In The Raiders he expands on this view: ‘more than a thousand feet beneath him, he saw little lochs gleaming no bigger than so much water held in the palm of his hand, with streams that wimpled and meandered no thicker than a fine thread. This is the great cirque of the Dungeon of Buchan, the like of which is not in all Scotland, with the rocks falling away in purple precipices all about it, and only the one way out, which is shut by the bottomless green ‘well-eyes’ and sleechy quicksands of the ill-omened moss of Cooran.’
So while there is much beauty: ‘From horizon to horizon the heather glowed red as wine on the lees ’ there is also much danger. For example, at Craignairny: ‘A ridge that goes along from Dungeon Hill and on the eastern side overlooks Loch Enoch’ Crockett observes:
‘it was as chill up there as it is an hour before a March snowstorm. I got me on my feet and went stumbling forward, feeling all the time with my pike for the stones and hollows. Sometimes I fell over a lump of heather. Sometimes my foot skated on a slippery granite slab and down I came my length’.
Which should be warning enough to anyone planning to walk these hills.
The Galloway hills may not have the size of Highland hills, so that Patrick Heron says: ‘I was astonished at their height and greenness, never having in my life seen a green hill before, and supposing that all mountains were as rugged and purple with heather or else as grey with boulder as our own Screel and Ben Gairn by the Balcary shore.’
Still, he observes: ‘on the smooth side of the furthest spur of Millyea, the last of the Kells Range, which pushed its wide shoulders on into the north, heave behind heave, like a school of pellocks in the Firth.’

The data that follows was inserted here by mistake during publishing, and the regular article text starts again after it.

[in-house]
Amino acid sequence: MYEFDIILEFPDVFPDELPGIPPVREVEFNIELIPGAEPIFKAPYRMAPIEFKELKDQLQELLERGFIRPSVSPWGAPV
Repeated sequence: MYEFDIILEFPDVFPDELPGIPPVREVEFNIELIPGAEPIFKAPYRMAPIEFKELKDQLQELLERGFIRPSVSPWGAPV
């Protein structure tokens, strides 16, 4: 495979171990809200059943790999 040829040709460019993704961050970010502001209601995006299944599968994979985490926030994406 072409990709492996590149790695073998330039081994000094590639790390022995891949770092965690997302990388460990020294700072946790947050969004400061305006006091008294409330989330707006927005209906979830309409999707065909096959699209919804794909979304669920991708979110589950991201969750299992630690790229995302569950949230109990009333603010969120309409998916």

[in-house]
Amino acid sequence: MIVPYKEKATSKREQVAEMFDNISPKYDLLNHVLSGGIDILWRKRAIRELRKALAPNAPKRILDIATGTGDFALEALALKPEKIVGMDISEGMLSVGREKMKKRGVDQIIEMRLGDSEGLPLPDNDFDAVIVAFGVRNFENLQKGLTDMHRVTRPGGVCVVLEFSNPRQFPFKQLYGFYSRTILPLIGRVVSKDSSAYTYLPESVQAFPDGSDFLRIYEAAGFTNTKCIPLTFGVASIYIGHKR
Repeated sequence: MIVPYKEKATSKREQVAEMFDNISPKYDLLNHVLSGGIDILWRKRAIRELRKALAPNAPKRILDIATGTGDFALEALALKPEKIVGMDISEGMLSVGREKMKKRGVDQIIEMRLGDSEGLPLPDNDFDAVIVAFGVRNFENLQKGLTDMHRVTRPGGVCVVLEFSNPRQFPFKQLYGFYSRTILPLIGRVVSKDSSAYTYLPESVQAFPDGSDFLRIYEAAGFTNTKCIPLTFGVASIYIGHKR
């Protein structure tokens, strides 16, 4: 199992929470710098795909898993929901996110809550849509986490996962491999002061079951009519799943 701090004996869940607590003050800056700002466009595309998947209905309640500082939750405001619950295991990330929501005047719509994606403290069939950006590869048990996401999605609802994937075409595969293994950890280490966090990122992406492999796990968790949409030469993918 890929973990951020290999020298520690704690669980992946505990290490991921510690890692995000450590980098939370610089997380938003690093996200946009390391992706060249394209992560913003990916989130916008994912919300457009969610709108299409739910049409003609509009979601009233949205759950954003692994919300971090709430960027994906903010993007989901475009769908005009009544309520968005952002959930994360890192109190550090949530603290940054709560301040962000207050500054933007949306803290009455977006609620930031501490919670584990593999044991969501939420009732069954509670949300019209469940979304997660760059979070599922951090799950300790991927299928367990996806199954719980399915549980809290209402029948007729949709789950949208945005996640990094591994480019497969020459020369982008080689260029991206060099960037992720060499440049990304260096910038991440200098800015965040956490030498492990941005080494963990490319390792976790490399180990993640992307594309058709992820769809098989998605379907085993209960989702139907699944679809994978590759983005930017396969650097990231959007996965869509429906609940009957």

The smoothness of the Galloway hills is a feature Crockett writes about humorously:
‘It was always counted a Divine judgment on the people of the Glenkens that their hills are so smooth that the comings and goings of men and horses upon them can be seen afar, and the smoke of a still tracked for a summer day's journey…’
Yet Crockett’s imagination gives the Galloway hills a majesty which is not validated based on their height but in geological features, offering a more visceral perspective:
‘Nature has got down here to her pristine elements, and so old is the country, that we seem to see the whole turmoil of ‘taps and tourocks’—very much as they were when the last of the Galloway glaciers melted slowly away and left the long ice-vexed land at rest under the blow of the winds and the open heaven.’
In all weathers, the Galloway hills are a jewel in the Glenkens crown. Until relatively recently the area was known as ‘Crockett country’ and just as these days recognition is given to Nan Shepherd for her writing about the Cairngorms, so should Crockett be given credit for his writing of the Galloway hills. Crockett’s love letter to the Galloway hills is
more extensive, more expansive and melds fact with fiction’ and like the hills themselves, is a treasure still largely hidden, but no less a treasure for that.
Time and again he gives us Galloway in all its finest. All the while appreciating the personal relationship man can have with nature.
Oh! These early crisp mornings up there at the Dungeon, when the hoarfrost lay for the better part of an hour grey on the heather, and then was lifted away with such an elation of golden sunbeams set aslant from over the edge of the world, and such brisk whirrings of muirbirds.. such inexpressible freshness of the clean high air, such nearness of the sky – which nevertheless, when you lay on your back and looked upward at it became instantly infinitely removed. Will such good days come again? I wot not. We have grown old.
For one cannot run the wheels back upon the tracks of life, nor again be two-and-twenty, and out on the hills with a maid whose hand meets yours by instinct at each steepy turn of the brae.’